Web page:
2 Replies Latest reply on Nov 21, 2008 9:55 AM by CatBandit

    Is there a time limit for a full-motion recording?

    donkeyyears
      A collegue thought that a full-motion recorded project would perhaps need to be less than 15 minutes? Is there a time limit to how long a project can last using full-motion?
      Thank you
        • 1. Re: Is there a time limit for a full-motion recording?
          Captiv8r Adobe Community Professional & MVP
          Welcome to our community, donkeyyears (Interesting forum handle )

          Some (maybe even Adobe support) will tell you there isn't. But realistically there is. Exactly what the limit is will vary. It's normally best to avoid using Full Motion. If you must, I might recommend keeping the projects as short as possible.

          In actual use, we see that sometimes folks hit what I call "The red screen of death". Basically what happens is that each full motion clip loads into memory to play but isn't released from memory when it completes. During playback, the screen begins showing red squares and finally ends up with the whole screen turning red. This happens because all memory (physical AND virtual) has been exhausted on the PC.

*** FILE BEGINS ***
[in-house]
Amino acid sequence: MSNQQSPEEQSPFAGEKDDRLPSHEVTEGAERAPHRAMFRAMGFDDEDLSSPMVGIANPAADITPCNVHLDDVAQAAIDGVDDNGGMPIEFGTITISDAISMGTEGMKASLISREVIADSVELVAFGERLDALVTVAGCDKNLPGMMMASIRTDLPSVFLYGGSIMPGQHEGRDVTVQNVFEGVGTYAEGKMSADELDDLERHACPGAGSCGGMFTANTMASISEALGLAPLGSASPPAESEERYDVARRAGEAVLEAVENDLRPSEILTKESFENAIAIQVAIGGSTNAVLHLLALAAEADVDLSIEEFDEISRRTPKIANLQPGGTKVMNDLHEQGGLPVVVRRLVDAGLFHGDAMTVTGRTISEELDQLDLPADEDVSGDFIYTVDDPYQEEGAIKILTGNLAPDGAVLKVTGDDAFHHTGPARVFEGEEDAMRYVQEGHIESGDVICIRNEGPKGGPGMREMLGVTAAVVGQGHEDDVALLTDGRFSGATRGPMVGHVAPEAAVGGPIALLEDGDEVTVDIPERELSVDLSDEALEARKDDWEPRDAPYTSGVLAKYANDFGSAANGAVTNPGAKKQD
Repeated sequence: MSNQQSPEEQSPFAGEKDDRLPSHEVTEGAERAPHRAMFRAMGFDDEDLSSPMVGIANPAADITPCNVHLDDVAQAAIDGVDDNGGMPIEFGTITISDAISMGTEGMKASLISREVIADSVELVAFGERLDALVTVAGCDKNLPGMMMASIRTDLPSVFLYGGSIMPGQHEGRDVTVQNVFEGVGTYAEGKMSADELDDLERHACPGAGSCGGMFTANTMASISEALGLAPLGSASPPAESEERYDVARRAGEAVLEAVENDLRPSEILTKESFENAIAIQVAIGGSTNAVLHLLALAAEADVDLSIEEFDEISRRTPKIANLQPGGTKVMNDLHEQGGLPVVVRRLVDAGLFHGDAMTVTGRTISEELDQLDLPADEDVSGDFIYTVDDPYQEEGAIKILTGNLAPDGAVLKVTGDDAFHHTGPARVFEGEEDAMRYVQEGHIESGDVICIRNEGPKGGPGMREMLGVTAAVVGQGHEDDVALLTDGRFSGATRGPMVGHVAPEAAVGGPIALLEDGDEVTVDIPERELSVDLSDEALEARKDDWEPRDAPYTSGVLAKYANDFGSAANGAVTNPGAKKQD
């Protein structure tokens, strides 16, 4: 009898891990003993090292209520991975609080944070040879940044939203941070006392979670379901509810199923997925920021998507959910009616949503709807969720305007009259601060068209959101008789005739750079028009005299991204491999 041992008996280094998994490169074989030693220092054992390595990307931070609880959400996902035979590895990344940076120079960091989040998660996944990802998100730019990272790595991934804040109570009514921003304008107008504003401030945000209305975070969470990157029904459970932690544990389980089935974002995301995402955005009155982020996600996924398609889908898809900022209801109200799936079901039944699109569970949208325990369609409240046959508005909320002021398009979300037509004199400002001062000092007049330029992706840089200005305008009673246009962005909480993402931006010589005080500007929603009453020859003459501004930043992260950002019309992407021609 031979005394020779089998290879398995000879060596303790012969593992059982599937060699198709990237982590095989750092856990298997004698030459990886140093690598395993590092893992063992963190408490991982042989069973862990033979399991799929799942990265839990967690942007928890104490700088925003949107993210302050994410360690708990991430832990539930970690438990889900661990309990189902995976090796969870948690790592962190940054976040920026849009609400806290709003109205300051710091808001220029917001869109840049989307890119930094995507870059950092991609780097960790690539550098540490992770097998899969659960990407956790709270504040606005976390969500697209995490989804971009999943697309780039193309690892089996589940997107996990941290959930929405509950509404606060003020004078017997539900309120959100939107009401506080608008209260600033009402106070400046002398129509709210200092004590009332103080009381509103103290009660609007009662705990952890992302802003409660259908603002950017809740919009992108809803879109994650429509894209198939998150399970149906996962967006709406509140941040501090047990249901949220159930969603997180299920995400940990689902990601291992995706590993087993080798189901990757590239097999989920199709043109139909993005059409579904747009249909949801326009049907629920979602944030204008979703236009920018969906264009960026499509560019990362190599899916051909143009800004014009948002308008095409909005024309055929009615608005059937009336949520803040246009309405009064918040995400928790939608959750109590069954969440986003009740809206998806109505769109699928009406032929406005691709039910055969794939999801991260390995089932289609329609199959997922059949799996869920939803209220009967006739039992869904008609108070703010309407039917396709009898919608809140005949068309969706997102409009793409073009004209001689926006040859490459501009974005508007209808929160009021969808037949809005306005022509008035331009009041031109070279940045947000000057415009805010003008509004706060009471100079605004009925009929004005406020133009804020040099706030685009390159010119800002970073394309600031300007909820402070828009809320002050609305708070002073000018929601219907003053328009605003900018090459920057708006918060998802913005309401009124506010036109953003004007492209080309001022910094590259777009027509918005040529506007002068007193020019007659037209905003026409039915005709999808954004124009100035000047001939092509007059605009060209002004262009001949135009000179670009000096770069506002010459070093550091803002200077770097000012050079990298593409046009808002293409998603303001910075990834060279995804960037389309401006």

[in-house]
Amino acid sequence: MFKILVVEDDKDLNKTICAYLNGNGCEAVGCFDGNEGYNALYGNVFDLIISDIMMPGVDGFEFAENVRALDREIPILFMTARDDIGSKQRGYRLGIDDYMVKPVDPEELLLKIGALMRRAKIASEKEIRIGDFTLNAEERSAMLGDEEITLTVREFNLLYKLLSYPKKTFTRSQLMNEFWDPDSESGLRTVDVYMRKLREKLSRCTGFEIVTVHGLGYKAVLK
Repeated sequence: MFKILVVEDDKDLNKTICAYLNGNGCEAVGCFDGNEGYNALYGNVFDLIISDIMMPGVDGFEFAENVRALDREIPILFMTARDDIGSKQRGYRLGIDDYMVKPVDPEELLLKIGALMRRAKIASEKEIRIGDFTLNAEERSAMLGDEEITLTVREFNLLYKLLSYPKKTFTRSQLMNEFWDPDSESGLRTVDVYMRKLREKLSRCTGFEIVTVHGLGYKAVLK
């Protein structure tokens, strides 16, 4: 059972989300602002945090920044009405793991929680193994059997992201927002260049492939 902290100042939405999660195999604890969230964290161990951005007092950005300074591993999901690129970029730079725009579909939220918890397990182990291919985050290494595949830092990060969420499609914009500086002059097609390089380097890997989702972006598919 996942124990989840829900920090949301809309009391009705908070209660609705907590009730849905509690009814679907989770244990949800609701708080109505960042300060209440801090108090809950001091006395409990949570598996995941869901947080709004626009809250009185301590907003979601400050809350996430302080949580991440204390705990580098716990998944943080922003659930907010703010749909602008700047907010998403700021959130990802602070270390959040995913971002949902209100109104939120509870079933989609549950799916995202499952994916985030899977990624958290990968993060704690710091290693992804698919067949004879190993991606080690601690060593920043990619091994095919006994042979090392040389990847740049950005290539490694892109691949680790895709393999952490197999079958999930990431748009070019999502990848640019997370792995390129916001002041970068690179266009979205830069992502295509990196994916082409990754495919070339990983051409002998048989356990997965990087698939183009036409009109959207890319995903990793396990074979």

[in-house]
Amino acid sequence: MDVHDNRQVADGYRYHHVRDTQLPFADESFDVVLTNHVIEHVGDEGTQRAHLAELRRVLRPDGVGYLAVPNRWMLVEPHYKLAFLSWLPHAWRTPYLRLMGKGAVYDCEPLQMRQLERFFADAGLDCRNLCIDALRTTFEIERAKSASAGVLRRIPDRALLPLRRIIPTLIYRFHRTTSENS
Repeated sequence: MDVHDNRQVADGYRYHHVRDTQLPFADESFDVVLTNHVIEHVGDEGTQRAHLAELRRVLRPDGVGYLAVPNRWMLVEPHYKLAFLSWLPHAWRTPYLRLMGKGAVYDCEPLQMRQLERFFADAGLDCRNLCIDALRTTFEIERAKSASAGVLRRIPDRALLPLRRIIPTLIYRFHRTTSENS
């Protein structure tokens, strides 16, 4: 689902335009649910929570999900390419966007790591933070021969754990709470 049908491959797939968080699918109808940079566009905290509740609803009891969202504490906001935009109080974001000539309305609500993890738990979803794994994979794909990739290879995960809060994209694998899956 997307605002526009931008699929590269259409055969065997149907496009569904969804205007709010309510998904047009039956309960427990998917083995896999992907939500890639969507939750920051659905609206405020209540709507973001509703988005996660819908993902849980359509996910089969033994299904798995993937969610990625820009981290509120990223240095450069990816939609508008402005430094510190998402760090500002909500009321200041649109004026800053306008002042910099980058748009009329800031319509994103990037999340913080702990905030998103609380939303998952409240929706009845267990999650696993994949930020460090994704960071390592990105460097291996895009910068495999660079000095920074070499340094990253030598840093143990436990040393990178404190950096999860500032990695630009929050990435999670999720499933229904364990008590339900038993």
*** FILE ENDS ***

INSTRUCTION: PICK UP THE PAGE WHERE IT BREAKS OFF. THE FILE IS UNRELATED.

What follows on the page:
Cheers... Rick
          • 2. Re: Is there a time limit for a full-motion recording?
            CatBandit Level 3
            Your colleague is probably close to the correct answer, donkeyyears, in terms of a maximum time, but there are many factors to be considered. So to rephrase your question (if you will pardon me for doing so), " How large can a full-motion recording - or a published Captivate file in general - be, before the file-size becomes too great to be smoothly viewed on the end-user's (not the developer's) machine?".

            The answer may be 12-15 minutes, or not, because file-size issues are dependent on factors we don't have available right here, like movie size in pixels, and whether 16 bit or 32bit video is being recorded.

            Do not worry about any "screen of death", red or otherwise, on your development machine (with due respect to the opinions of other posters). For example, if you are working on the latest and greatest computer in terms of CPU speed, Video capabilities, RAM, and internal pipeline speeds, but are building tutorials for viewers who have fewer machine resources and slower network connections, the only thing that really matters is at what point are your FMRs too large to be played on their computers. Hope this clarifies the issue for you, and others.